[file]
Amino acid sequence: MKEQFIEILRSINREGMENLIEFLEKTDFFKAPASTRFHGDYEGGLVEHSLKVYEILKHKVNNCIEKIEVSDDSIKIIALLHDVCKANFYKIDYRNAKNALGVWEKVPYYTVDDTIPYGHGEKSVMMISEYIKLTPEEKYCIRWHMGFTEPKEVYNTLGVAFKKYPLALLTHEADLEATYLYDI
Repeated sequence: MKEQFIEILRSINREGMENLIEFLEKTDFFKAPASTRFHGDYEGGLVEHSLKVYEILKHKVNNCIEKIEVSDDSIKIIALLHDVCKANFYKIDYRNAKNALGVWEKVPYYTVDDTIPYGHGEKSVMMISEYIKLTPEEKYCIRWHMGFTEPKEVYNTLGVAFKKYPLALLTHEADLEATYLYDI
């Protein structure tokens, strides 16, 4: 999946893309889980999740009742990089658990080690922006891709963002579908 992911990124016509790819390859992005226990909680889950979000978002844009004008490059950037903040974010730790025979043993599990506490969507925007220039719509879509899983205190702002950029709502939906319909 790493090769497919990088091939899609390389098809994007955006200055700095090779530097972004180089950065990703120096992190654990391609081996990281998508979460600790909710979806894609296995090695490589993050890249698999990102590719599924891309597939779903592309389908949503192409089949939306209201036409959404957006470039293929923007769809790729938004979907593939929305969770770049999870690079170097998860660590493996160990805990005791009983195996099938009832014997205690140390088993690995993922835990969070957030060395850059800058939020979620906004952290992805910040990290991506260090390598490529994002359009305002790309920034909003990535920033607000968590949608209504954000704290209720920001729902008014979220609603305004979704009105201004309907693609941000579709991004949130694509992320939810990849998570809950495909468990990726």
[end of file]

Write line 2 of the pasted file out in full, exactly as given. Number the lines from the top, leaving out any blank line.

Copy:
Repeated sequence: MKEQFIEILRSINREGMENLIEFLEKTDFFKAPASTRFHGDYEGGLVEHSLKVYEILKHKVNNCIEKIEVSDDSIKIIALLHDVCKANFYKIDYRNAKNALGVWEKVPYYTVDDTIPYGHGEKSVMMISEYIKLTPEEKYCIRWHMGFTEPKEVYNTLGVAFKKYPLALLTHEADLEATYLYDI